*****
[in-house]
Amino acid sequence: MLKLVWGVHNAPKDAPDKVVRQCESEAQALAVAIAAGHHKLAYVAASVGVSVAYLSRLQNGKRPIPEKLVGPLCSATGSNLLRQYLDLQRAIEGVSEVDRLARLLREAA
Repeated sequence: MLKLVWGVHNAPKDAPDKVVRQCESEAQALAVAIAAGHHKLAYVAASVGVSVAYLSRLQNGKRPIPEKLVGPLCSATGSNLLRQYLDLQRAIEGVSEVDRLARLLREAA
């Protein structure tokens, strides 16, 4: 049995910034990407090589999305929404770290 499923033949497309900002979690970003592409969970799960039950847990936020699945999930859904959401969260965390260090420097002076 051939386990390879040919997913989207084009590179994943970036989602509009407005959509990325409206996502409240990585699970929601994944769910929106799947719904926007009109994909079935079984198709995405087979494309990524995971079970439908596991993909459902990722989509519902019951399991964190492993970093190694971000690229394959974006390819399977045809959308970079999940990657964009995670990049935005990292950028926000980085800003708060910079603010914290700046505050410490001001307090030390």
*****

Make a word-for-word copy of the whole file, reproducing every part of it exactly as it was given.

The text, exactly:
[in-house]
Amino acid sequence: MLKLVWGVHNAPKDAPDKVVRQCESEAQALAVAIAAGHHKLAYVAASVGVSVAYLSRLQNGKRPIPEKLVGPLCSATGSNLLRQYLDLQRAIEGVSEVDRLARLLREAA
Repeated sequence: MLKLVWGVHNAPKDAPDKVVRQCESEAQALAVAIAAGHHKLAYVAASVGVSVAYLSRLQNGKRPIPEKLVGPLCSATGSNLLRQYLDLQRAIEGVSEVDRLARLLREAA
């Protein structure tokens, strides 16, 4: 049995910034990407090589999305929404770290 499923033949497309900002979690970003592409969970799960039950847990936020699945999930859904959401969260965390260090420097002076 051939386990390879040919997913989207084009590179994943970036989602509009407005959509990325409206996502409240990585699970929601994944769910929106799947719904926007009109994909079935079984198709995405087979494309990524995971079970439908596991993909459902990722989509519902019951399991964190492993970093190694971000690229394959974006390819399977045809959308970079999940990657964009995670990049935005990292950028926000980085800003708060910079603010914290700046505050410490001001307090030390």